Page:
The resulting Think Safety First campaign “created a different pattern of thoughts to keep awareness high and tolerance low,” said Ritchie. “Together we help each other to sustain those levels.”

The numbers back him up. The company has cut its Recordable Incident Rate from 7.1 in 2015 to 1.5 today – a 71% improvement. Ritchie said, “Statistically that means 271 people have avoided serious injuries. But we don’t celebrate hard, because 100 people are going to get hurt this year. We’re not going to stop until it’s zero — that’s the only acceptable number.”

Three glimpses at future DG technology

Three afternoon sessions gave the audience glimpses of new technology that may change the way we ship hazmat in the not-too-distant future.

Kim Wee — Head, Cargo Publications and Training Products of IATA — spoke about and demonstrated RampVR, the organization’s new virtual reality training system. By letting trainees experience virtual situations that are cumbersome or challenging to reproduce in traditional field training, virtual reality familiarizes them with different aircraft, day/night operations, different visibility levels and other irregular scenarios. Results? Improved retention, higher enthusiasm and more confidence.

Mark Wuennenberg, VP of Regulatory Affairs at Drone Delivery Canada, discussed the potential of unmanned aircraft systems for hazmat transport. He explained, “Because there is no crew on the aircraft, in certain circumstances you can transport Dangerous Goods you couldn’t on a manned aircraft. You can accept greater risk.” His company is working with regulators in Canada and the U.S. to establish the appropriate regulations.

Nicolas Carlone, Assistant Director of DGR and Cargo Publications at IATA, and Labelmaster Vice President Software & Customer Success Mario Sagastume discussed progress on IATA’s DG AutoChecka digital solution that checks the compliance of the Shipper’s Declaration for Dangerous Goods against all relevant rules and regulations. “With a confluency of demand,” Carlone explained, “this is a repetitive process ripe for automation.”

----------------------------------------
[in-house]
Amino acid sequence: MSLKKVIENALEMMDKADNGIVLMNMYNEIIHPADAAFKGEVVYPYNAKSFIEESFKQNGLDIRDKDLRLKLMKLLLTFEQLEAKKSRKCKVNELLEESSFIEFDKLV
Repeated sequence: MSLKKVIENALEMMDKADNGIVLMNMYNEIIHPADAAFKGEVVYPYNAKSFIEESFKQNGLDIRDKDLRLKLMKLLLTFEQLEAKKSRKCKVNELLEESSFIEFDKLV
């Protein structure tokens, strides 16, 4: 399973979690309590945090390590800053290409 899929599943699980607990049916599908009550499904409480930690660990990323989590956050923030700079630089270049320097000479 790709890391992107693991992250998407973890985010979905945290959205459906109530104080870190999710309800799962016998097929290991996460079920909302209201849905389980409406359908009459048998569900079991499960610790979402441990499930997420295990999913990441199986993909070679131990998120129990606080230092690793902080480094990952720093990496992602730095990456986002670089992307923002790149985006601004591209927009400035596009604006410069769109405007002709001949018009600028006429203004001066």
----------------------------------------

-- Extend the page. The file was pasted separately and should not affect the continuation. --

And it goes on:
North American Regulatory Updates

In sharing regulatory developments for the rest of 2019 and beyond, leaders from three North American agencies also shared insights about their organizations’ priorities.

Matt Nickels, Senior Regulations Officer at PHMSA: “We’re trying to be much more innovative. How do we do it better, more safely, more efficiently? How do we improve that last 100th of a percent?”

Vincent J, Desiderio, Hazardous Materials Program Specialist at USPS: “My mom is the most dangerous person in the world to us.” (He actually called his mother at this point to ask her if she knew what an SDS was. She didn’t.)

Dave Evans, Air Transport Association of Canada: “There’s a proposal to remove the red hatchings from shipping documents. I am not in favor.”

Look for the Day 2 recap Friday morning!

Labelmaster is a full-service provider of goods and services for hazardous materials and Dangerous Goods professionals, shippers, transport operators and EH&S providers. See our full line of solutions at labelmaster.com.


Related posts